Murphy criticises RTÉ arts coverage


RTÉ has defended its broadcast of the Masterpiece: Ireland’s Favourite Painting programme following criticism from its presenter Mike Murphy.

In a letter to The Irish Times, Murphy took the unusual step of publicly criticising RTÉ for the programme broadcast on April 17th.

He expressed “incredulity” that the campaign to find Ireland’s favourite painting merited just one hour long programme instead of a series of half hour programmes.

He likened the 10.15pm transmission slot to a “Cromwellian edict of arts programming being banished into the Connacht of broadcasting, ie, at, or past most people’s bedtime”. Murphy described the programme as a “huge opportunity missed”.

In response RTÉ said it was “simply inaccurate” to suggest it did not treat the arts fairly and said it was one of only a handful of public sector broadcasters to show weekly arts programmes at peak times.

Murphy said he had proposed there should be 10 documentaries of 30 minutes duration showcasing the best work in Ireland’s galleries to engage the public in the visual arts.

RTÉ responded by saying his proposal might not have worked and the plan was to make it attractive for audiences across all media platforms. In a statement, RTÉ said over 42,000 people had visited the programme's website. 

“It is working. We are getting unsolicited letters from people saying how much they’re enjoying it and the internet is alight with debates about which painting to vote for,”  RTÉ said in the statement.

RTÉ pointed out that, along with the programme, the 10 different paintings involved are being discussed on television on The Works show, and on radio with Today with Pat Kenny, Sunday Miscellany and Arena.

RTÉ also defended the 10.15pm slot describing it as a prime time slot with the same audience as at 7pm.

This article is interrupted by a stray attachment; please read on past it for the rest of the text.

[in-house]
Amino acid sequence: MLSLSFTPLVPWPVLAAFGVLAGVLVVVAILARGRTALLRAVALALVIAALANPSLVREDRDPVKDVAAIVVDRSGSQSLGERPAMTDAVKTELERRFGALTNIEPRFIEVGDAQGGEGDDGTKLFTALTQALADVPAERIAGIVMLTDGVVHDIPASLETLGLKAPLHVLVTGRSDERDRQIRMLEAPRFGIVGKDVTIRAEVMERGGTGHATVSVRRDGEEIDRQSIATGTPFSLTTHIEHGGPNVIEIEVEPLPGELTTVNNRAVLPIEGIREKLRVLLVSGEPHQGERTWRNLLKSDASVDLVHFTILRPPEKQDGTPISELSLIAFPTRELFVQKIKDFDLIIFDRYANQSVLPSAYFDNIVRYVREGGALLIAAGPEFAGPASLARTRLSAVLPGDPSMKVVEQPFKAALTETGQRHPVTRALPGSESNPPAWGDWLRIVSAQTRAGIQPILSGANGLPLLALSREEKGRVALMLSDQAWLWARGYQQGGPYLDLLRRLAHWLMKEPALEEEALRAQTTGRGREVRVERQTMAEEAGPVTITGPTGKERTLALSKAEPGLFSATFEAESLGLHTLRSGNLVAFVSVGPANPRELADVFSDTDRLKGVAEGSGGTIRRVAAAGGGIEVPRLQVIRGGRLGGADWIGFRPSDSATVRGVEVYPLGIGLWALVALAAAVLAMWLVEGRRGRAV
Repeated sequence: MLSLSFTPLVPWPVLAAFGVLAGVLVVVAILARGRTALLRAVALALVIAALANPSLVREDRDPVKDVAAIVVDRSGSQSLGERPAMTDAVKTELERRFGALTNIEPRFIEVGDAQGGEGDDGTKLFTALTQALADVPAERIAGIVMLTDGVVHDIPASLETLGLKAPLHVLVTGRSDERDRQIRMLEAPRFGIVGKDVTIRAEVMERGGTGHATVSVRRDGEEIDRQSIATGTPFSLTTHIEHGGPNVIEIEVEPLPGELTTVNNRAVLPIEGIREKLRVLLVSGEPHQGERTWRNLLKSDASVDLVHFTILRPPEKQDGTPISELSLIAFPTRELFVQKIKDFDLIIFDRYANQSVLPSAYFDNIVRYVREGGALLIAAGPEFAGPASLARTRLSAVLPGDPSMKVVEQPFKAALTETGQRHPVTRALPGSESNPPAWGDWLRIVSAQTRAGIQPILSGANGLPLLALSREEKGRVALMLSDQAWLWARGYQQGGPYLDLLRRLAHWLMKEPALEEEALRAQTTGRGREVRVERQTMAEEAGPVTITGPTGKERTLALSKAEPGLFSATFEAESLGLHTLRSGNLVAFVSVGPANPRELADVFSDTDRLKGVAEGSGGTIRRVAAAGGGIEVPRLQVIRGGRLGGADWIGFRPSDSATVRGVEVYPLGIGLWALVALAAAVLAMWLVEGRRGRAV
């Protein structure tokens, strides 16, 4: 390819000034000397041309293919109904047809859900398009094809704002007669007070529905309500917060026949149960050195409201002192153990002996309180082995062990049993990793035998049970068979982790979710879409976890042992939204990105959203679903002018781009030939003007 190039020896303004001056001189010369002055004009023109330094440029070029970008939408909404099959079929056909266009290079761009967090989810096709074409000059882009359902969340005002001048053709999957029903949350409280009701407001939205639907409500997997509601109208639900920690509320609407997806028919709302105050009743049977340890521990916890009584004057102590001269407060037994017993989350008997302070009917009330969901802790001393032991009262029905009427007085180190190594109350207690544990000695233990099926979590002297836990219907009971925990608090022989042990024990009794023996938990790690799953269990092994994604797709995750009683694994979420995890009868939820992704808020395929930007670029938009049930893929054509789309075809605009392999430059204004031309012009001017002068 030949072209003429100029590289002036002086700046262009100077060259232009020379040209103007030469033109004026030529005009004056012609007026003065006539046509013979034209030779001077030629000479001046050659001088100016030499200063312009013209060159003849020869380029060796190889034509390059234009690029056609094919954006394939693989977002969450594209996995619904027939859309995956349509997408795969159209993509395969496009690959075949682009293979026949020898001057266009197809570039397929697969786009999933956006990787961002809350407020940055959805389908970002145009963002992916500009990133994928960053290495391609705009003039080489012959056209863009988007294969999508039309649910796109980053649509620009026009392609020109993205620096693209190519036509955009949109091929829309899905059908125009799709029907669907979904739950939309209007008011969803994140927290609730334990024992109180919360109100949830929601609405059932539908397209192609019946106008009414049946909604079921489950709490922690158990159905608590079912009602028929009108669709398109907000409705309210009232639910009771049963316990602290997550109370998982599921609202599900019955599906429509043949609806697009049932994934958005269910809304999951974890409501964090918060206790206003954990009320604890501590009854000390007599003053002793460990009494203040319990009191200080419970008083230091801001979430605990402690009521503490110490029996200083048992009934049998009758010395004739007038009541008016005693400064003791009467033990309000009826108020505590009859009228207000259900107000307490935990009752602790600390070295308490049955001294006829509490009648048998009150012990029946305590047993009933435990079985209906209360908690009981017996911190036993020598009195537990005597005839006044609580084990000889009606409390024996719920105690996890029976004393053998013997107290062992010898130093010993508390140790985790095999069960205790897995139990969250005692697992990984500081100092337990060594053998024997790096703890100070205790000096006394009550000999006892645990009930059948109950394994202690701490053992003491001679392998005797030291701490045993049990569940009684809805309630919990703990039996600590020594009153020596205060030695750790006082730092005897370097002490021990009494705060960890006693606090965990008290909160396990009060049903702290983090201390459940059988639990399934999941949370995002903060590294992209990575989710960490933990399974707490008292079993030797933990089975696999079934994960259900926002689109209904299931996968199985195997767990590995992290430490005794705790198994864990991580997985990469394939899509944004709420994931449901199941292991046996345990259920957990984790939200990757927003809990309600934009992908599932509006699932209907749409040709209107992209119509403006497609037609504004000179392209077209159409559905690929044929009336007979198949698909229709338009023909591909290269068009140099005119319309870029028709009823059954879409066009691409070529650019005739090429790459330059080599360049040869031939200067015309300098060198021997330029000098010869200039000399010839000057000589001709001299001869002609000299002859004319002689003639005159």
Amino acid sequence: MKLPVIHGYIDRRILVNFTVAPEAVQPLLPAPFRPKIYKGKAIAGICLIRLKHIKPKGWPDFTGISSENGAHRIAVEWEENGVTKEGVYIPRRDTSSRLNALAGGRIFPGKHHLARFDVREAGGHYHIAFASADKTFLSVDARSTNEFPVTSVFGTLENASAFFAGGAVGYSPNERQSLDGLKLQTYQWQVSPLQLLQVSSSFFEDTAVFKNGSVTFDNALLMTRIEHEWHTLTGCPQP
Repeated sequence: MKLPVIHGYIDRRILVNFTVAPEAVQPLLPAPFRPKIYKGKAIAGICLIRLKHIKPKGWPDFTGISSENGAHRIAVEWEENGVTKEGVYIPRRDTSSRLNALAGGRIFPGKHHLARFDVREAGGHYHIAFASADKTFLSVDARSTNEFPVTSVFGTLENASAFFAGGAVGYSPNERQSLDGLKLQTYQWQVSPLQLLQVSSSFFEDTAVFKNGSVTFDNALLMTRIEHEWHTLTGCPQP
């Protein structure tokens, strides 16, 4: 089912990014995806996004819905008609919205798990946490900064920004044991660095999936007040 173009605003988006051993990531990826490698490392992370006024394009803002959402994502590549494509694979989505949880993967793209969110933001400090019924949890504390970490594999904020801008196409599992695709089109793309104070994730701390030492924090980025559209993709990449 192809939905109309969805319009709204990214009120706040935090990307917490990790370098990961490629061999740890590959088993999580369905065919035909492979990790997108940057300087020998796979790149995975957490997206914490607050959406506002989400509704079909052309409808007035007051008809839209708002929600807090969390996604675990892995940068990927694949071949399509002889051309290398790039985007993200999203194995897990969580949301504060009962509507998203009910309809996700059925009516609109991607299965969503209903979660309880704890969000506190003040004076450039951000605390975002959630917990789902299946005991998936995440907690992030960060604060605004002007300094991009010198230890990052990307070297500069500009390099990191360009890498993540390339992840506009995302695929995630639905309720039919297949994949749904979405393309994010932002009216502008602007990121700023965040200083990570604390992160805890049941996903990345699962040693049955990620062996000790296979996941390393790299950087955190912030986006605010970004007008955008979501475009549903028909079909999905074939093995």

Murphy maintained the 10.15pm scheduling was typical of where arts appears in RTÉ’s schedule, noting the weekly arts programme The Works does not go out until 11.10pm on Thursday night.

“I really see no harm in pointing this out,” Murphy said. “What I’m arguing for is a re-evaluation of the scheduling of arts programming. I do believe the Irish public is sufficiently interested and educated to be able to accept arts programmes during premier hours of broadcasting."

He maintained RTÉ was “big enough, strong enough and bold enough” to take his criticism over the programme.

Murphy said his own presentation of the Arts Show on RTÉ Radio 1, which he hosted for 12 years, was meant to dispel any sense of favouritism about the visual arts and it was broadcast at 3.30pm.

Despite his criticisms, Murphy is also hopeful RTÉ will commission a programme about 20th century Irish art, with him as presenter.

A shortlist of 10 works has been was chosen by art experts and the public through the Pat Kenny Show.

Members of the public can vote for their favourite piece online at

The winner will be announced by President Michael D Higgins on May 24th.

The shortlist is: Communicating with Prisoners, Jack B. Yeats (The Model, Sligo); Hellelil and Hildebrand, The Meeting on the Turret Stairs, Frederic Wiliam Burton (National Gallery); A Family, Louis Le Brocquy (National Gallery); Lady Writing a Letter, Johannes Vermeer (National Gallery); The Eve of Saint Agnes, Harry Clarke (Hugh Lane/Crawford); The Artist’s Studio, Sir John Lavery (National Gallery, Ulster Museum); A Convent Garden, Brittany William John Leech (National Gallery); Wall of Light Orange Yellow, Sean Scully (Hugh Lane); A Connemara Village, Paul Henry (National Gallery/Connemara); The Taking of Christ, Caravaggio (National Gallery).